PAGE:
• The buyer is a great operator and got a great business. She triples the business and now wants to exit. Ignoring the fact that larger businesses sell for more than smaller ones, all things being equal, she expects to sell the business for about $16 million. But pricing is back to historical norms and the market says she’ll sell it for $12 million. A very nice sum indeed but she’s wondering what went wrong.
  • There was a hiccup in the early years and it’s stifled growth. The owner is burned out, maybe his health is failing, and the whole thing is just a drag. Profits have recovered and are now back to $1 million so he expects to sell for over $5 million, but can only get $4 million or so. Not wondering what went wrong, but really ticked off.

I started out talking about moderation. Paying a moderate amount over the benchmark price is fine (10%). But paying 30% more because the payments are manageable is ridiculous. Common sense should rule the day. Just because you can meet minimum ratios doesn’t mean you should. Just because you can over-leverage it doesn’t mean you should.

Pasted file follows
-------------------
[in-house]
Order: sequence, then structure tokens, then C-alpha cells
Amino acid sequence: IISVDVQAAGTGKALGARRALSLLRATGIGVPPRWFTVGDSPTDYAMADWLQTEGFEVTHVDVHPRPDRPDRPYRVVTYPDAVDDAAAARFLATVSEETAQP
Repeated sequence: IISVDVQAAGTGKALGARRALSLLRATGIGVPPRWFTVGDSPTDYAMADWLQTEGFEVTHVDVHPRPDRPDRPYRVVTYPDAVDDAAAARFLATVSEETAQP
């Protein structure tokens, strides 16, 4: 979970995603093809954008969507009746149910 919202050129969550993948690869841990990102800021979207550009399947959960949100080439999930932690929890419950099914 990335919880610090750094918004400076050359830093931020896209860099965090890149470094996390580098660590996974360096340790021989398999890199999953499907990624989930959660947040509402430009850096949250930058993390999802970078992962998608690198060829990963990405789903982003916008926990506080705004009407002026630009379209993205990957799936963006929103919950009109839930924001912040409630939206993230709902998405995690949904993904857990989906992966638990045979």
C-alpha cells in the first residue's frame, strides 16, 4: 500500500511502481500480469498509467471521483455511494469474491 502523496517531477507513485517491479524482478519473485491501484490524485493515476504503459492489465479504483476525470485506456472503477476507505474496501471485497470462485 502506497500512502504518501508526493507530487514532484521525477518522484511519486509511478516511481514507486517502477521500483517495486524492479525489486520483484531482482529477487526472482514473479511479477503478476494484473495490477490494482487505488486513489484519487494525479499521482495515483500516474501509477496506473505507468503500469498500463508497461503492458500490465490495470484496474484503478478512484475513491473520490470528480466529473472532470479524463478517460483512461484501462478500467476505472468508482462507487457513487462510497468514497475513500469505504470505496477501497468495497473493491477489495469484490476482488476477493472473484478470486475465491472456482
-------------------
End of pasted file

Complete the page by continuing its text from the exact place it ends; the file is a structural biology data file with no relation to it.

• This ratio is the amount of profit to annual debt service payments. In this case $135 of profit for every $100 of debt service. Many banks will go as low as 1.25:1 but experienced acquisition lenders want it to be at least 1.5:1.

Learn By Teaching

Three times a year I volunteer at the SBA and teach a class on growing a consulting business. Last Friday was my most recent class and one of the things I told the class was an old teachers adage, “Those who teach learn more than those being taught.”

And once again I walked out of the room with note in my calendar book on things I was telling the class to do, which I need to do better, and a couple ideas from them.